Things have been so busy at N&Out Soul Food off Florida Boulevard that co-owner Yolanda Curry has had to “rotate with an ice pack” for her ankle, her husband’s knee and her mother-in-law’s back.
“Customers are coming in saying that they googled ‘Black-owned businesses’ and found us,” Curry said. “We’ve truly been blessed.”
That might please some of the protesters who took to the streets of Baton Rouge for more than a week after the killing of George Floyd by a White police officer in Minneapolis. In addition to calling for police reform and racial justice, those protesters have urged residents to support local Black-owned businesses.
On social media and at protests, demonstrators circulated flyers listing more than two-dozen Black-owned restaurants. And SellSwipe, a local tech start-up, recently launched Shop Black, a nationwide directory of Black-owned businesses.
The grassroots movement to support Black-owned businesses is part of a larger effort to tackle economic disparities in Baton Rouge and across the country — a divide that has grown starker with the economic fallout from the coronavirus pandemic.
Nationwide, more than 40% of Black-owned businesses — or 440,000 firms — reported they had closed shop in April, according to an early analysis of government data by researchers at the University of California, Santa Cruz. By comparison, 17% of White-owned businesses closed during the same period.
The Baton Rouge Area Chamber said it plans to do more to remove systemic barriers and address institutional racism to create a more inclusive business environment after it compiled data that showed "jarring" — though unsurprising — racial disparities across the region.
The median annual income for White households in Baton Rouge tops $75,000 and is nearly two-times greater than the median income for Black households, which is just $38,000, according to BRAC's data.
The message of opening up your wallet to make a difference could have far-reaching economic effects, say business owners like Orlando Palmer, co-founder of Parker’s Pharmacy off Florida Boulevard.
“If minority-owned, Black-owned businesses are successful, our entire city will be successful,” Palmer said. He noted that Parker’s Pharmacy, which is expanding to a second location later this year, has created 13 stable jobs that pay well.
Research has consistently shown that money spent at local businesses goes further to stimulate the surrounding community than dollars spent at national chains, said John Rees, a consultant at Ernst & Young who analyzed economic data for BRAC.
“If you’re able to support a strong, minority-owned business locally then that also creates a population of mentors,” Rees added. "Building those businesses up will hopefully create the seeds for additional minority-owned businesses in the years and decades to come."
Curry hopes to be one of those mentors. Her business, which she runs with her husband and mother-in-law, has seen a spike in sales in recent weeks.
Curry, who has an MBA from Benedictine University in Illinois, is opening her own consulting firm, in part to help train other businesses on the basics of marketing, accounting and profit maximization.
There's no shortage of ambition in Baton Rouge's Black-owned bushiness community, Curry says, but she sees a "lack of knowledge" among peers she hopes will succeed.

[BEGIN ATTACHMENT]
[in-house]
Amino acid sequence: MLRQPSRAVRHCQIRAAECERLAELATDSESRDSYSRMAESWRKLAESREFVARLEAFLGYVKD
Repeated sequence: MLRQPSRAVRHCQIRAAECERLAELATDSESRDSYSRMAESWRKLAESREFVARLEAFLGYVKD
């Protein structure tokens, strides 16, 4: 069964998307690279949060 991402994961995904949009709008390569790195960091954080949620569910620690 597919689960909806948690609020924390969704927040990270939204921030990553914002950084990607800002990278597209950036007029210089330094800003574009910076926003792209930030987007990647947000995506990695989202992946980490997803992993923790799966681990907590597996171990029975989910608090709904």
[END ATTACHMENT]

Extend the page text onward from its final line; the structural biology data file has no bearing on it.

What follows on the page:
At Essential Federal Credit Union, Will Campbell Jr. has made it his mission to connect small businesses with the financial resources they need to grow. He said many of the businesses he assists lack a formal relationship with a bank, or are uncertain about the paperwork necessary to secure a loan.
“The opportunities are there,” said Campbell, who is vice president of commercial services at the credit union. “It’s just all about being educated on the banking process.”
Essential FCU has emerged as a lifeline in recent weeks in assisting hundreds of small business gain access to federal loans — ranging from $500 to $400,000 — through the Paycheck Protection Program.
The program, created through the CARES Act, quickly ran out of money, with many small businesses nationwide locked out as banks prioritized existing clients or firms with larger financial portfolios.
“No Black-owned business in Baton Rouge should go out of business for lack of access to this financial lifeline,” the Baton Rouge Area Chamber stated in a press release earlier this month, noting that it would work to connect businesses with banking and credit partners to apply for PPP.
Renita Thomas, owner of In Loving Arms Pediatric Day Health Center, said she lost about 90% of her clients at the start of the pandemic and described Essential FCU as a "godsend" that saved her business.
Thomas said that when she applied for a loan to grow her business two years ago at a different banking partner, she felt trivialized and faced enormous amounts of red tape, but when she took that same loan packet to Campbell, she was immediately welcomed.
That's when she decided to transfer her accounts to Essential FCU.
"The unspoken rule in a lot of organizations is that for African American owned businesses, there are more obstacles to getting loans, to being heard, and to being taken seriously," Thomas said.
Research from the Federal Reserve and others shows that minority-owned businesses are denied loans at higher rates than their White counterparts.
For many Black business owners, there's a sense that they have to go above and beyond to receive the same treatment as their peers.
"I've got to work twice as hard to earn the respect of my colleagues," Thomas said. "We always go the extra distance and then another 10 steps."
Eric Dexter, director of business development at Civil Solutions Consulting Group, said he hopes the effort will "normalize these businesses where you don't have to say I'm going to a 'Black business'."
"It will just become the thing to do because you need the highest quality product or service," Dexter said.